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I made it fit! I also have jumpers in place to disable programming either or both sides of the board. The 1284 already had a functional jumper to do that, but the two jumpers that were needed to set the ROM side were only usable in the default (disabled) positions on earlier iterations of the UberGROM.

 

I did notice that the two Mode pins have no connection in your design. Will that remain that way, or should I try and pull them out to some header pins for future use?  LEDs, maybe?

 

I guess I should order a few test boards now. . .  ;)

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33 minutes ago, Ksarul said:

I made it fit! I also have jumpers in place to disable programming either or both sides of the board. The 1284 already had a functional jumper to do that, but the two jumpers that were needed to set the ROM side were only usable in the default (disabled) positions on earlier iterations of the UberGROM.

 

I did notice that the two Mode pins have no connection in your design. Will that remain that way, or should I try and pull them out to some header pins for future use?  LEDs, maybe?

 

I guess I should order a few test boards now. . .  ;)

That's great!

 

Correct, M0 and M1 do not connect to anything. In my design, they feed back internally and are not used externally. The Output Logic block contains the flip-flop. If you use the flip-flop for storage, that is also one output pin. That's right, you get at most 10 bits of storage.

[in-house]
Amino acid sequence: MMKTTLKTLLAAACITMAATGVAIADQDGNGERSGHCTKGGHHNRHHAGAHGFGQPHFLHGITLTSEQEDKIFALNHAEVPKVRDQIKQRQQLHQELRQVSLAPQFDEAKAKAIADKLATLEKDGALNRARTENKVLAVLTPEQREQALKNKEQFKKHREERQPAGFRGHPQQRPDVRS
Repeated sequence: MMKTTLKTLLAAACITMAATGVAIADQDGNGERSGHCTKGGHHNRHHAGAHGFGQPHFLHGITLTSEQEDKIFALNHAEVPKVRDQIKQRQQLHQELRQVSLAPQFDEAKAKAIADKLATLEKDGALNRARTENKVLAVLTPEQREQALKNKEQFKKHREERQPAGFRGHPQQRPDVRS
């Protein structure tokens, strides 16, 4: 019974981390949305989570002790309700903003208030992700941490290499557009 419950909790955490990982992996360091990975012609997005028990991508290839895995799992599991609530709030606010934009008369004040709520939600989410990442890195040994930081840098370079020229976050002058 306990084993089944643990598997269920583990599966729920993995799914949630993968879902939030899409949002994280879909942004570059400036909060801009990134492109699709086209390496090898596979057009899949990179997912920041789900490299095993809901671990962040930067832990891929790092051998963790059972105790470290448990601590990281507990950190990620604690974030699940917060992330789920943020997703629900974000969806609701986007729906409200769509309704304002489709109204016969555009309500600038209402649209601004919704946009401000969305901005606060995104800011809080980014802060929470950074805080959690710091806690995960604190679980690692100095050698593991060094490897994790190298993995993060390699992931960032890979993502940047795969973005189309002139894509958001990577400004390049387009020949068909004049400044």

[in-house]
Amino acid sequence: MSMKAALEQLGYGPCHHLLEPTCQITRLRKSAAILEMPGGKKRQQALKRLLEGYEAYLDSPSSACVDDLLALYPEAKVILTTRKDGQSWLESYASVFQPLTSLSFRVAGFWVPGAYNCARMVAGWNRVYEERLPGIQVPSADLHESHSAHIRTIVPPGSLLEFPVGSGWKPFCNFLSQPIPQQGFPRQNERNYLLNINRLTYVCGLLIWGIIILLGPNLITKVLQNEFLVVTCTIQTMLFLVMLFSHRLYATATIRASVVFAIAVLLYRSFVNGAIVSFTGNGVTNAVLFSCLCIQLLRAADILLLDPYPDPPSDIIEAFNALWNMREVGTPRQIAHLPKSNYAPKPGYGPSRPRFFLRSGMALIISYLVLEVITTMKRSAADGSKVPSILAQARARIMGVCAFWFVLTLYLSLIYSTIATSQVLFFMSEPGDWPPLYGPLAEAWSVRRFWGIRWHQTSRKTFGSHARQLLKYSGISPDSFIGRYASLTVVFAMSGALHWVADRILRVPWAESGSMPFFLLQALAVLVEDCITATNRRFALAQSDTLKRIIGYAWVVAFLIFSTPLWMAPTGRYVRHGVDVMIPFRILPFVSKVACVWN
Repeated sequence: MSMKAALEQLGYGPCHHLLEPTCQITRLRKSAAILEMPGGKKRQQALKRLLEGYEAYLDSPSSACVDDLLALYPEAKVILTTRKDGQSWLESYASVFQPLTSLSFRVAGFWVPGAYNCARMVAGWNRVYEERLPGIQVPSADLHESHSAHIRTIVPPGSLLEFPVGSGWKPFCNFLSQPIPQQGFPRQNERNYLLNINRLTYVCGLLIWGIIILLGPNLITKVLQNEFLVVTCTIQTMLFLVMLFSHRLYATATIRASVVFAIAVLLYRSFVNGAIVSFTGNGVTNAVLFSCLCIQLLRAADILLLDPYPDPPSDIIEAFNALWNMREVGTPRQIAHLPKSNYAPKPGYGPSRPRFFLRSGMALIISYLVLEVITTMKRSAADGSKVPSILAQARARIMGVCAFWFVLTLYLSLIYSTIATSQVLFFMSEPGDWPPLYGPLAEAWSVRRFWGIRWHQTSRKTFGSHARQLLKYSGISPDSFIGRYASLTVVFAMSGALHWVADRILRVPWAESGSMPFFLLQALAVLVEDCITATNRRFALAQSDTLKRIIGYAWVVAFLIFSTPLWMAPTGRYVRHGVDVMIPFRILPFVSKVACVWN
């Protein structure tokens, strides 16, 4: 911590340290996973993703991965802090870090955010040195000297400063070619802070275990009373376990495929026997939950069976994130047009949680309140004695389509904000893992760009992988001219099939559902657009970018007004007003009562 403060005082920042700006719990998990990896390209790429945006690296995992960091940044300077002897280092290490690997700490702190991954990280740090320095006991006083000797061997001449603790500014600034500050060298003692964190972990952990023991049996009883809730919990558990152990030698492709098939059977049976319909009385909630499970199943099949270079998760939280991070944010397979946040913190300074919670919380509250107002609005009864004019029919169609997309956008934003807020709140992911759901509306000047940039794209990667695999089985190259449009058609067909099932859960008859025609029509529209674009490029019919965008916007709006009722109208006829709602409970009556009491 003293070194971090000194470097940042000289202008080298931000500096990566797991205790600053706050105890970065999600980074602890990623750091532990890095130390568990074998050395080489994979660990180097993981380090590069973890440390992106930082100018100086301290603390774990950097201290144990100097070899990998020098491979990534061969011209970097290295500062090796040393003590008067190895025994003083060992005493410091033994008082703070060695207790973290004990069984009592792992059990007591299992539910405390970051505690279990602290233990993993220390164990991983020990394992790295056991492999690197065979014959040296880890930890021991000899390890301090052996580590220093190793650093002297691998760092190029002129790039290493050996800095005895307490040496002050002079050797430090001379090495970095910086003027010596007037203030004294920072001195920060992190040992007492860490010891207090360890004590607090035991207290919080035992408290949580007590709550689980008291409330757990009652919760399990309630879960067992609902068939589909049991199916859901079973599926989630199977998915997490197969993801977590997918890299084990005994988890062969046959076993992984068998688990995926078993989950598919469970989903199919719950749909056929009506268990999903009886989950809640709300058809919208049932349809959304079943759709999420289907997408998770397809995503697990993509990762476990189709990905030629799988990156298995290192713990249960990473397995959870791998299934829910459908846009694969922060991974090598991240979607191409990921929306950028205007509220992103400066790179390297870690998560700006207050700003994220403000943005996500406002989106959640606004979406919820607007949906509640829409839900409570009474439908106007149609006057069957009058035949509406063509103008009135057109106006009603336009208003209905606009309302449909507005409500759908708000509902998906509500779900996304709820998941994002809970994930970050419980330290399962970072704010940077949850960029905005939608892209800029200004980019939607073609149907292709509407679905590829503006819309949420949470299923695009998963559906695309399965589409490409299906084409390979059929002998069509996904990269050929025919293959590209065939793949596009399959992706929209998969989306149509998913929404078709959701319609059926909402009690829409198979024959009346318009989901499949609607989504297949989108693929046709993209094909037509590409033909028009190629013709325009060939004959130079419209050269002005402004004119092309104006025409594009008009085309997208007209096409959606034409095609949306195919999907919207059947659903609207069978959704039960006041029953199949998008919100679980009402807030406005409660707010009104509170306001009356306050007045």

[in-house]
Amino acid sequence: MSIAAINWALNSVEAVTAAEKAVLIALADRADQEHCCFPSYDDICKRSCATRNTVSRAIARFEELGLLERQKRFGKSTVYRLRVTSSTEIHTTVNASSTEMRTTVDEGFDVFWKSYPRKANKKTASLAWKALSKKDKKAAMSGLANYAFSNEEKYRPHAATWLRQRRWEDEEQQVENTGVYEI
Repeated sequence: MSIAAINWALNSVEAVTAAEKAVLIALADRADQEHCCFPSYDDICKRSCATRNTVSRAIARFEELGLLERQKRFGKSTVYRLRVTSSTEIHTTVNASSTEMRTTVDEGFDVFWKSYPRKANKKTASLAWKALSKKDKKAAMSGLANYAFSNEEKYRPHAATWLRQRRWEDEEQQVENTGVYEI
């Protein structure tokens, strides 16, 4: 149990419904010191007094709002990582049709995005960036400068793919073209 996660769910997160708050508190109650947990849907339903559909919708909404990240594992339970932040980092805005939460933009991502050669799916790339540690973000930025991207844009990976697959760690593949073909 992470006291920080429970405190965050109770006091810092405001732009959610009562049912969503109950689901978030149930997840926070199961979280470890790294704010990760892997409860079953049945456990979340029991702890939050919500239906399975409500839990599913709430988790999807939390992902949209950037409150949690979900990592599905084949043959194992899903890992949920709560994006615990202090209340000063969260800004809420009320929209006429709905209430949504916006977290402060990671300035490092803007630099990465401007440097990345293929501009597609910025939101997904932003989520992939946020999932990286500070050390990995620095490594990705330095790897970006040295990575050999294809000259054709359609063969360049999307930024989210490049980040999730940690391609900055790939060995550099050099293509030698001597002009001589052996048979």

Later chips like the ATF750 and ATF1500 have 20 or 40 internal flip-flops, "buried" memory bits. 

 

You could connect an LED; I didn't want to try to steal 20mA from the logic high though. You could drive a transistor. Tell me if there is an easy way to do it. I should just test it on my tester breadboard, duh.

 

I hope you will verify any WinCUPL code before building your hardware.

 

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My next design will likely use the ICE40LP384, which still has at most 21 I/O pins for same money as the 22V10, but is an FPGA. With that, I could see multi-plexing 16 address lines in (or just 13) in two bytes, plus outputting to a serial latch using just 2 or 3 lines, so the whole banking logic takes 12 I/Os. External logic would be 2 LV245A, and a LV165, driving the flash, and 8-pin EEPROM. That leaves 9 I/Os for other purposes. I've already built this in Verilog and verified timing. 

 

Anyhow, FORTI-2 has a 22V10 working quite well now.  It minimizes use of the really valuable I/O pins on the main ICE40HX4K, which is the FPGA that creates the digital sounds. 

 

ICE40HX4K has 7680 cells (it's really an 8K), the ICE40LP384 has... 384. Priced accordingly, for different jobs.

 

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21 minutes ago, InsaneMultitasker said:

Ksarul is the TI-99/4A  "incarnation" of Mouser ;)

 

Ksarul set me up with chips! Like you said.

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Ksarul set me up with chips! Like you said.


Definitely. His basement must be packed!
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Posted (edited)

Understatement. . .I got the 1,200 DIP chips I had on order today. My next goal is to try and build a SAMS card with as many of the Russian clone chips from the USSR days as I can find to see whether they work like they should. . .that should be fun. I have some of the chips I need already, and some more on the way, but not all of the chips I need had clones--just most of them.  :)

Edited by Ksarul
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And you make one heck of a great SAMs card.. mine has worked absolutely beautiful and that means all areas, as Forth does very well with this card, as does Rich's basic from what I hear, but I need to send you this ramdisk let you make it a Zombie Godzilla Hercules FrankenDrive!! Ok, 384K would be ok. Lol